|Biodiversity loss in benthic macroinfaunal communities and its consequence for organic mercury trophic availability to benthivorous predators in the lower Hudson River estuary, USA|
Goto, D.; Wallace, W.G. (2009). Biodiversity loss in benthic macroinfaunal communities and its consequence for organic mercury trophic availability to benthivorous predators in the lower Hudson River estuary, USA. Mar. Pollut. Bull. 58(12): 1909-1915
In: Marine Pollution Bulletin. Macmillan: London. ISSN 0025-326X, more
Food webs; Mercury; Predators; Salt marshes; Toxicity; Zoobenthos; ANW, USA, Hudson Estuary [Marine Regions]; Marine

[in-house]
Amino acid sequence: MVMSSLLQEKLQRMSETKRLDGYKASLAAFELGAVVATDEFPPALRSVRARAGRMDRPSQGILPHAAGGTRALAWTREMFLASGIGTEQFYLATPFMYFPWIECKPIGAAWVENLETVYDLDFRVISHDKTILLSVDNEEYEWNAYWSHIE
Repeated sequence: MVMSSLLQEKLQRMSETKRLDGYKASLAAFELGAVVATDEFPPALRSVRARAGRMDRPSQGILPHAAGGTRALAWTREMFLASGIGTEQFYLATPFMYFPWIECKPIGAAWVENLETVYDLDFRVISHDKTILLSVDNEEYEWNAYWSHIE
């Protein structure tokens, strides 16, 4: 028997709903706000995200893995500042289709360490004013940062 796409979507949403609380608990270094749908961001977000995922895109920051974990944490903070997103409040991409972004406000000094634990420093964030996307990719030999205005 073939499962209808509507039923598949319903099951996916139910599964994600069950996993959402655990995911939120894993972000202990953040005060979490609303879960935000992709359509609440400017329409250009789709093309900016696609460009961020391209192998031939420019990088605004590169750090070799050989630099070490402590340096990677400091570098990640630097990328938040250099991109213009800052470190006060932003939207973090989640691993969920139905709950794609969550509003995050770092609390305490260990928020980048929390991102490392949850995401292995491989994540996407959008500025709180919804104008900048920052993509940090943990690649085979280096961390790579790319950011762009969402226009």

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Organic mercury such as methylmercury is not only one of the most toxic substances found in coastal ecosystems but also has high trophic transfer efficiency. In this study, we examined implications of chronically altered benthic macroinfaunal assemblages for organic mercury trophic availability (based on organic mercury intracellular partitioning) to their predators in the Arthur Kill-AK (New York, USA). Despite low species diversity, both density and biomass of benthic macroinvertebrates in AK were significantly higher than those at the reference site. Disproportionately high biomass of benthic macroinvertebrates (mostly polychaetes) in the northern AK resulted in a more than twofold increase (‘ecological enrichment’) in the trophically available organic mercury pool. These results suggest that altered benthic macroinfaunal community structure in AK may play an important role in organic mercury trophic availability at the base of benthic food webs and potentially in mercury biogeochemical cycling in this severely urbanized coastal ecosystem.